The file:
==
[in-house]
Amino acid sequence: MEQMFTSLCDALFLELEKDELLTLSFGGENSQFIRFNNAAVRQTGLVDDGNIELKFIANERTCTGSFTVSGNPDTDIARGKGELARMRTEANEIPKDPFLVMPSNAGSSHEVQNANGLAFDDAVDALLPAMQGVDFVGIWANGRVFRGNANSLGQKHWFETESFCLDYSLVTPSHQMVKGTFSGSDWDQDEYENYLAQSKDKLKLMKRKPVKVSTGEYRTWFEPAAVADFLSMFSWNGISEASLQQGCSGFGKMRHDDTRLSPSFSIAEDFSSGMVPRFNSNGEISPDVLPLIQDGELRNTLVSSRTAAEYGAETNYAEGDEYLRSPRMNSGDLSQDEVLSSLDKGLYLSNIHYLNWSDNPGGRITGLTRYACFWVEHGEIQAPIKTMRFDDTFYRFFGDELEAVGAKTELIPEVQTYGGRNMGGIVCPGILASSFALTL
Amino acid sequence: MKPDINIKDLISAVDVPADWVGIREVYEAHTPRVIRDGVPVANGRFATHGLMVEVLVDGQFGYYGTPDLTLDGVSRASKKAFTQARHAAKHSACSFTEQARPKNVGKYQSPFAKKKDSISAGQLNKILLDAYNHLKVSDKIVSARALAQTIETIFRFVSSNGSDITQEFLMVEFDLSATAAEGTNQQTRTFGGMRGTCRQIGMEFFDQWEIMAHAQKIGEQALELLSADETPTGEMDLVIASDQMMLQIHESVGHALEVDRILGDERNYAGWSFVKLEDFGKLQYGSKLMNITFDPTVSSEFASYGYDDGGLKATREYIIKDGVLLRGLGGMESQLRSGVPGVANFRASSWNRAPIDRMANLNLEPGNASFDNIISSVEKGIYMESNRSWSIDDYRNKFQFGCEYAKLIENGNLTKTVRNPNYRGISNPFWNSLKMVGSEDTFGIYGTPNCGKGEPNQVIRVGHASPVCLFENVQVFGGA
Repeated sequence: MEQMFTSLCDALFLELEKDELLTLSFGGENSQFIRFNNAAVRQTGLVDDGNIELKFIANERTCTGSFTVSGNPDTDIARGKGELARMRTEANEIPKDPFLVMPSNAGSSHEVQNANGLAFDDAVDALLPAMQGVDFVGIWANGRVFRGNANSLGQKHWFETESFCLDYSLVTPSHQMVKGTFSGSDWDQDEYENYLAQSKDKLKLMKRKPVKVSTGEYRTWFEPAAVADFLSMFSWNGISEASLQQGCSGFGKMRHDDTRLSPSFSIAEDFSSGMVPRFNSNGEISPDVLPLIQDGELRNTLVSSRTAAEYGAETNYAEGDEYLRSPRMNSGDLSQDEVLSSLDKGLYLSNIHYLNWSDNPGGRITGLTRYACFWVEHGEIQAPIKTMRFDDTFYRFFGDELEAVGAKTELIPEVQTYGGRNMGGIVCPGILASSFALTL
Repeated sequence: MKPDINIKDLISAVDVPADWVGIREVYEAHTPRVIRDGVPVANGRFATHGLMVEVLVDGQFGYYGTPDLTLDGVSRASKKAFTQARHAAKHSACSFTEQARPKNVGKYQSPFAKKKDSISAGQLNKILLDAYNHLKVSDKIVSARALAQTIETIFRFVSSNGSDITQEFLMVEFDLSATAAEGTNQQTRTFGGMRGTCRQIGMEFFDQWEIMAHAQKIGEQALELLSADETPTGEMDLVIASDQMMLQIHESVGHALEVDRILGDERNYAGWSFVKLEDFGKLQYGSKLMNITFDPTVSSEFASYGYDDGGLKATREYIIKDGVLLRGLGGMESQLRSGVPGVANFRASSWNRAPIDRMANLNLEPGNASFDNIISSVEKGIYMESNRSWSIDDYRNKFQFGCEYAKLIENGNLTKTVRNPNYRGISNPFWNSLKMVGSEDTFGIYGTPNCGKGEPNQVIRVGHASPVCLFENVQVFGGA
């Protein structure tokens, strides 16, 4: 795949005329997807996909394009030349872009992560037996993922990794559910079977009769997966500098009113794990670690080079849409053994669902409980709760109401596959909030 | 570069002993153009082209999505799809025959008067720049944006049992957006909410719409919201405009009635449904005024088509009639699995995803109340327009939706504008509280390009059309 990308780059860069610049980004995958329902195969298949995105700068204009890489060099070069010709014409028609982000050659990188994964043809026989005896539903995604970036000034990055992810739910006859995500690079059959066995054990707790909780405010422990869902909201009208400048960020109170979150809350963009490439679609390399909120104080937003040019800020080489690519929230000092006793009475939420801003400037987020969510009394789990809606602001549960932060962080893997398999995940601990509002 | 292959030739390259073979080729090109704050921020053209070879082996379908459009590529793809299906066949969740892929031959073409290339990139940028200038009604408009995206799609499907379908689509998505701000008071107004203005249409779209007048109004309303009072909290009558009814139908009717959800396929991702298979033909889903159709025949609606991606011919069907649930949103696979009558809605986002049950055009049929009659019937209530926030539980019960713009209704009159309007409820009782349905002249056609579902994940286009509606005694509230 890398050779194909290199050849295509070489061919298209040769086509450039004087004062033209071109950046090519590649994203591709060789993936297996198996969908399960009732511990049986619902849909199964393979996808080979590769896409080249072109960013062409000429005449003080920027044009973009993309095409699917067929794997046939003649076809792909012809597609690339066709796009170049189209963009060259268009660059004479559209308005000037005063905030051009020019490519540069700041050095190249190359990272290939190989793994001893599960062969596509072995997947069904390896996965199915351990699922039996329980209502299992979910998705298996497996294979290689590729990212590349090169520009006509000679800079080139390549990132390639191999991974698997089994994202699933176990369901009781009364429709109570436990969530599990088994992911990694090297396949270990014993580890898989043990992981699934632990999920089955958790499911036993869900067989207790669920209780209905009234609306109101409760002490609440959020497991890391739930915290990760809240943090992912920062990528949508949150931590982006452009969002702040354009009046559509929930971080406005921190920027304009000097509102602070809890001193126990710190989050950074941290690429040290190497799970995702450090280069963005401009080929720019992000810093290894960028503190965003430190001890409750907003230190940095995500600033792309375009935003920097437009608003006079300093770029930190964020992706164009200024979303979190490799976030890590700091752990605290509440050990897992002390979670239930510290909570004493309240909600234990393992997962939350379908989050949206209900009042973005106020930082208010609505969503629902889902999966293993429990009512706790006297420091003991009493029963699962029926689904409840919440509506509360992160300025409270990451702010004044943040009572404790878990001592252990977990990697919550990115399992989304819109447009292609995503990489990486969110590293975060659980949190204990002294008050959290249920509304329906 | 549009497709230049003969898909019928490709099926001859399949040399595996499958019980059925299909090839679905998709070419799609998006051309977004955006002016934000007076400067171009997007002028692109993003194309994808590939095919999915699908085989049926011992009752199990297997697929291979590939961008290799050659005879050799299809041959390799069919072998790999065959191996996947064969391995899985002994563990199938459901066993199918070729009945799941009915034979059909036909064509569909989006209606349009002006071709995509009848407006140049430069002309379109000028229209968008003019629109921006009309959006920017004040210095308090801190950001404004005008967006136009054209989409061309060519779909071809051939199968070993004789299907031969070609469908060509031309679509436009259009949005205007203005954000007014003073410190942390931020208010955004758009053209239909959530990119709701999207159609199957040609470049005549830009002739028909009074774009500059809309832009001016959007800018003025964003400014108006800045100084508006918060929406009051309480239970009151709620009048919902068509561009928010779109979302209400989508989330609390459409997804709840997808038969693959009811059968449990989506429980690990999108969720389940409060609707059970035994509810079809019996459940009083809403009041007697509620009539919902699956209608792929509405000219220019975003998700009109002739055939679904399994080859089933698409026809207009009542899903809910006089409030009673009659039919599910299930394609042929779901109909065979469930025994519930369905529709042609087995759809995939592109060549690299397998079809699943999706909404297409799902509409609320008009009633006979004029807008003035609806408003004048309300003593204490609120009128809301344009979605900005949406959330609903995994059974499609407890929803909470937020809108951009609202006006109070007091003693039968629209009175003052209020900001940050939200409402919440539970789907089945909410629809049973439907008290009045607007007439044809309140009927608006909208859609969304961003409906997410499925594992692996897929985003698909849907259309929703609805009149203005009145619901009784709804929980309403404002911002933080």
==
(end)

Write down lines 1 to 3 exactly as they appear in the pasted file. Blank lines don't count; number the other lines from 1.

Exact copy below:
[in-house]
Amino acid sequence: MEQMFTSLCDALFLELEKDELLTLSFGGENSQFIRFNNAAVRQTGLVDDGNIELKFIANERTCTGSFTVSGNPDTDIARGKGELARMRTEANEIPKDPFLVMPSNAGSSHEVQNANGLAFDDAVDALLPAMQGVDFVGIWANGRVFRGNANSLGQKHWFETESFCLDYSLVTPSHQMVKGTFSGSDWDQDEYENYLAQSKDKLKLMKRKPVKVSTGEYRTWFEPAAVADFLSMFSWNGISEASLQQGCSGFGKMRHDDTRLSPSFSIAEDFSSGMVPRFNSNGEISPDVLPLIQDGELRNTLVSSRTAAEYGAETNYAEGDEYLRSPRMNSGDLSQDEVLSSLDKGLYLSNIHYLNWSDNPGGRITGLTRYACFWVEHGEIQAPIKTMRFDDTFYRFFGDELEAVGAKTELIPEVQTYGGRNMGGIVCPGILASSFALTL
Amino acid sequence: MKPDINIKDLISAVDVPADWVGIREVYEAHTPRVIRDGVPVANGRFATHGLMVEVLVDGQFGYYGTPDLTLDGVSRASKKAFTQARHAAKHSACSFTEQARPKNVGKYQSPFAKKKDSISAGQLNKILLDAYNHLKVSDKIVSARALAQTIETIFRFVSSNGSDITQEFLMVEFDLSATAAEGTNQQTRTFGGMRGTCRQIGMEFFDQWEIMAHAQKIGEQALELLSADETPTGEMDLVIASDQMMLQIHESVGHALEVDRILGDERNYAGWSFVKLEDFGKLQYGSKLMNITFDPTVSSEFASYGYDDGGLKATREYIIKDGVLLRGLGGMESQLRSGVPGVANFRASSWNRAPIDRMANLNLEPGNASFDNIISSVEKGIYMESNRSWSIDDYRNKFQFGCEYAKLIENGNLTKTVRNPNYRGISNPFWNSLKMVGSEDTFGIYGTPNCGKGEPNQVIRVGHASPVCLFENVQVFGGA